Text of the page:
February 28, 2014
When I first read that Oregon passed a bill meant to make “patent trolling” illegal, I wrote it off as well-meaning but ineffective grandstanding. “This is a bigger issue than individual states can tackle,” I thought. “So this is pointless.”
“Patent trolls” are defined differently by different people, so it follows that what is considered “patent trolling” will differ from situation to situation, too.
As The Register-Guard reports, the bill includes a list of criteria to determine if patent-trolling is occurring, including:
- Failing to include a patent number for the patent that is allegedly being infringed upon.
- Failure to compare the claims of the patent allegedly being infringed upon to the allegedly infringing party’s product.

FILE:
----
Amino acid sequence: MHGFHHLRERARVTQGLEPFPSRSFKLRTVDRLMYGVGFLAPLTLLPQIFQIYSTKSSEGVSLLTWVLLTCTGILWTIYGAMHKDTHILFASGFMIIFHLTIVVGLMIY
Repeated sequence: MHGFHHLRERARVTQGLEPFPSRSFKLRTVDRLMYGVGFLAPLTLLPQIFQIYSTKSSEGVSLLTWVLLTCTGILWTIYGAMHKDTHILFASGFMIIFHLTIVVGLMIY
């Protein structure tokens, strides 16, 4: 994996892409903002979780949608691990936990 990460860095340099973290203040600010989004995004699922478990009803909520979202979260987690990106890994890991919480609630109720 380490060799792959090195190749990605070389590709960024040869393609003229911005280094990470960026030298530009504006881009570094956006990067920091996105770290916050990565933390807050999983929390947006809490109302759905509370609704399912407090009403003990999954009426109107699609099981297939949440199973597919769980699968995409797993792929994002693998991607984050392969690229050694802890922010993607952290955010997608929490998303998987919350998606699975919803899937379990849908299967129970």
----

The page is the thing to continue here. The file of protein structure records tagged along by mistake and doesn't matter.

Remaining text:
- Demanding that the allegedly infringing party pay a license fee in an unreasonable amount of time.
If a demand for a license fee meets those conditions, I certainly think it could be seen as a type of mild extortion, which is the activity that that accounts for most of the hate that people throw toward patent trolls. Intellectual property law provides a means for patent owners to enforce their rights, but doing so in the way this law is meant to curb seems like it’s taking advantage of that avenue.
The lingering question I have is one I still haven’t found a definitive, satisfying answer to: How much patent enforcement would really run afoul of this law?
Ultimately, Oregon’s probably law won’t put a stop to patent trolling (however you define it) even in the state itself, let alone the 48 others that don’t have this kind of law. (Vermont passed a similar bill in 2013). Even so, it’s interesting to see how individual states are taking action.